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Letter to Congress on the Aspen Commission NCLB report

February 13, 2007

Dear Senator/Representative:


On behalf of the 3.2 million members of the National Education Association (NEA), we would like to alert you to the report released earlier today by the Aspen Institute's No Child Left Behind Commission. We believe this report includes both positive and negative proposals for reauthorization of the No Child Left Behind Act (NCLB).

NEA has consistently expressed support for NCLB's goals—closing achievement gaps, increasing student achievement, and ensuring that all students learn from qualified teachers. We believe that some of the NCLB Commission's proposals would support and advance those goals, including those focusing attention on:

  • Growth models that would measure student achievement over time and give schools and districts credit for student gains, even if they have not yet reached the required level of proficiency;
  • Graduation rates;
  • Early childhood education;
  • English language learners;
  • Appropriate assessments for students with disabilities; and
  • Limits allowing school districts to focus restructuring efforts on no more than 10 percent of their schools.

However, the Commission's report also includes one proposal that NEA strongly opposes—a plan to require teachers to jump through more hoops to become "highly qualified effective teachers." The proposal would expand NCLB's current highly qualified teacher requirements for reading, math, and science teachers to include student "learning gains." Teachers would be rated against others in the state based solely on standardized test scores, and teachers of students scoring in the top 75 percent would be deemed "highly qualified effective teachers." A teacher whose students scored in the bottom 25 percent—for whatever reason—would not be deemed effective. This creates a mathematical impossibility: there is no way that all teachers in any given year will be deemed "highly qualified effective teachers." Principals would have to notify parents that their children were not being taught by a "highly qualified effective teacher" simply because the teacher's students scored in the bottom quarter compared to other students. And, if after more time with that teacher, students' test scores still did not improve, the impacted teachers would be barred from teaching in Title I schools.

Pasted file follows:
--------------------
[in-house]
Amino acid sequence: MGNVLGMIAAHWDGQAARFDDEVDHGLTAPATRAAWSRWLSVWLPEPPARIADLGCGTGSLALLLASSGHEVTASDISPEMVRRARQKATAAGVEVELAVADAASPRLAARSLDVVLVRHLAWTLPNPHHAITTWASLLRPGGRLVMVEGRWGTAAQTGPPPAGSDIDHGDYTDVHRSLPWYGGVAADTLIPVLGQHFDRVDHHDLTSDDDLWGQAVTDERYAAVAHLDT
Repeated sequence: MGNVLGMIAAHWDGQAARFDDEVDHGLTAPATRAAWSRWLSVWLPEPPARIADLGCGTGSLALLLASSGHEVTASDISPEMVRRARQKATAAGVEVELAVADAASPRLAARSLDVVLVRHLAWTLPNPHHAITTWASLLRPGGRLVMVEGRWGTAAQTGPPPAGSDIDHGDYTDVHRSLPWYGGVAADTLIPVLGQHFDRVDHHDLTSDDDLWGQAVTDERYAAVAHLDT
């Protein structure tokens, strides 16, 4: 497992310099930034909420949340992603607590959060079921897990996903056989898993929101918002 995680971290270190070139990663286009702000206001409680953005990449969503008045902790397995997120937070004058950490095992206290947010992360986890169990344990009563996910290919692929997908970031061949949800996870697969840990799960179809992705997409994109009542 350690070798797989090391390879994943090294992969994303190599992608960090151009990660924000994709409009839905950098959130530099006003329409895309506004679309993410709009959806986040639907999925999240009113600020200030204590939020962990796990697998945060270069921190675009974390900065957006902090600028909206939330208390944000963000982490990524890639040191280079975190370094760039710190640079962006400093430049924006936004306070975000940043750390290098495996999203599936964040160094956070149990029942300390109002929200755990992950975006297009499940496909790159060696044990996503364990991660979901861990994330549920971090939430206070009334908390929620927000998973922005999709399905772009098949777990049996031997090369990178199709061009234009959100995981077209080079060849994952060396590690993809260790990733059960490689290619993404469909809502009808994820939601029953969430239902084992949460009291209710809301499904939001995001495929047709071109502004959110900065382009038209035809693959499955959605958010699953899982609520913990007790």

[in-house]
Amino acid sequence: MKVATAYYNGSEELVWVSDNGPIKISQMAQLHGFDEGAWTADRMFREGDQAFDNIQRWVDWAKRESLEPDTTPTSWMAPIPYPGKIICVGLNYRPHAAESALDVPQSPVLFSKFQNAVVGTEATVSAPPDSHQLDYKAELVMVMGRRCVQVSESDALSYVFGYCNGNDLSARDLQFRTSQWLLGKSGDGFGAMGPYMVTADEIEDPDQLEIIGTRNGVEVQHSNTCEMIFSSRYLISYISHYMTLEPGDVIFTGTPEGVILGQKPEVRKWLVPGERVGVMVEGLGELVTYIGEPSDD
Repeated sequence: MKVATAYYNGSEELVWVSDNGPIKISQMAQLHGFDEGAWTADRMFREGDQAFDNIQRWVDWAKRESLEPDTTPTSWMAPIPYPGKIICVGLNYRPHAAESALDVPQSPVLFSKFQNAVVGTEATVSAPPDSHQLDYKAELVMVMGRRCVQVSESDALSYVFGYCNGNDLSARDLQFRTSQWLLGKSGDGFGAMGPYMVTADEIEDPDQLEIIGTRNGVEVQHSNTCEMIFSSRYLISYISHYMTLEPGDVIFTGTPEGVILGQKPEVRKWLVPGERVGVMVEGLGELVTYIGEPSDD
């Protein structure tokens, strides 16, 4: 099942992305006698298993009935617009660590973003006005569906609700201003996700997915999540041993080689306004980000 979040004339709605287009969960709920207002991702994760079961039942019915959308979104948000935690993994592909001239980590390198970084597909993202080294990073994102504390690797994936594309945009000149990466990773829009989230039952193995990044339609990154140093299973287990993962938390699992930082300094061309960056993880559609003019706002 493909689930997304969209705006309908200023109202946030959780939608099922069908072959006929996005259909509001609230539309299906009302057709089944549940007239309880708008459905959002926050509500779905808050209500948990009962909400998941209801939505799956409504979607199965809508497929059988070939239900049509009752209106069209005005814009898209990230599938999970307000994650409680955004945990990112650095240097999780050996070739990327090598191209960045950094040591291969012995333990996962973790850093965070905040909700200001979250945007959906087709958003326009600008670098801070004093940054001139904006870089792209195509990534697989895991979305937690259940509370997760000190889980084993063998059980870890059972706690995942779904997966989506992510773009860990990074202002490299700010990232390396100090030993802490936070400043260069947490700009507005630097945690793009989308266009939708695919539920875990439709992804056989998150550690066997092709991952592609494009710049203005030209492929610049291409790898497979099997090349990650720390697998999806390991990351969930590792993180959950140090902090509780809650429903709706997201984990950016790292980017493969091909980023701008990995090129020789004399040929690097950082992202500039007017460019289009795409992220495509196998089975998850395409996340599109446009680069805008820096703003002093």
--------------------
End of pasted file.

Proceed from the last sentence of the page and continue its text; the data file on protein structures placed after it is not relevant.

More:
While the current definition of a highly qualified teacher needs improvement, it at least sets a standard that all teachers can theoretically meet and one that relates to the two most important components of teaching: knowledge of the subject matter and knowledge of pedagogy and good teaching practices. In contrast, this latest proposal pits teachers against each other. By definition, it would label one out of four teachers as unqualified and ineffective. As a result, it will discourage teachers from teaching in hard-to-staff schools, where students may not score high enough on standardized tests.

In addition, we are concerned about the Commission report's supplemental education services proposal. Specifically, we find problematic the proposed requirement that schools open their doors to private providers without requiring them to comply with civil rights laws or hire qualified educators to provide instruction to students.

As you consider proposals for reauthorization of the Elementary and Secondary Education Act, we urge you not to support this ill-conceived "highly qualified effective teacher" mandate. Instead, we encourage you to support NEA's Positive Agenda for ESEA Reauthorization. If you need additional information on this issue, please contact either Kim Anderson (KAnderson@nea.org) in NEA Government Relations or Donna Harris-Aikens (DHarris-Aikens@nea.org) in NEA Education Policy and Practice.

Sincerely,

Diane Shust, Director of Government Relations

Randall Moody, Manager of Federal Policy and Politics